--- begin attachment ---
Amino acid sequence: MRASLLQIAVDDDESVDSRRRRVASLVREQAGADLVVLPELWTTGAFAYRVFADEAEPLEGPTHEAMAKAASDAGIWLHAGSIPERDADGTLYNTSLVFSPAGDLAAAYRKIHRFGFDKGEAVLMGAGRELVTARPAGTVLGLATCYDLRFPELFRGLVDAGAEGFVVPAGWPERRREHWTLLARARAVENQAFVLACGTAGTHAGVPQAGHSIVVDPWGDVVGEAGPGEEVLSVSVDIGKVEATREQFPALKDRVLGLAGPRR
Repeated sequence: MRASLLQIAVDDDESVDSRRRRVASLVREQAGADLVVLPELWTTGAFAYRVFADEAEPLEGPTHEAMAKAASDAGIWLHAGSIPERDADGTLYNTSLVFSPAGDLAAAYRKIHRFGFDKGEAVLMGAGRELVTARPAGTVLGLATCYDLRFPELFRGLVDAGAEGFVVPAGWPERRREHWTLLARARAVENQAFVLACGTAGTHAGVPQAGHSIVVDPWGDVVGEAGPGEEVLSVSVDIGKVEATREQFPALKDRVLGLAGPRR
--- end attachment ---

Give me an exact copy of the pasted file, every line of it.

Amino acid sequence: MRASLLQIAVDDDESVDSRRRRVASLVREQAGADLVVLPELWTTGAFAYRVFADEAEPLEGPTHEAMAKAASDAGIWLHAGSIPERDADGTLYNTSLVFSPAGDLAAAYRKIHRFGFDKGEAVLMGAGRELVTARPAGTVLGLATCYDLRFPELFRGLVDAGAEGFVVPAGWPERRREHWTLLARARAVENQAFVLACGTAGTHAGVPQAGHSIVVDPWGDVVGEAGPGEEVLSVSVDIGKVEATREQFPALKDRVLGLAGPRR
Repeated sequence: MRASLLQIAVDDDESVDSRRRRVASLVREQAGADLVVLPELWTTGAFAYRVFADEAEPLEGPTHEAMAKAASDAGIWLHAGSIPERDADGTLYNTSLVFSPAGDLAAAYRKIHRFGFDKGEAVLMGAGRELVTARPAGTVLGLATCYDLRFPELFRGLVDAGAEGFVVPAGWPERRREHWTLLARARAVENQAFVLACGTAGTHAGVPQAGHSIVVDPWGDVVGEAGPGEEVLSVSVDIGKVEATREQFPALKDRVLGLAGPRR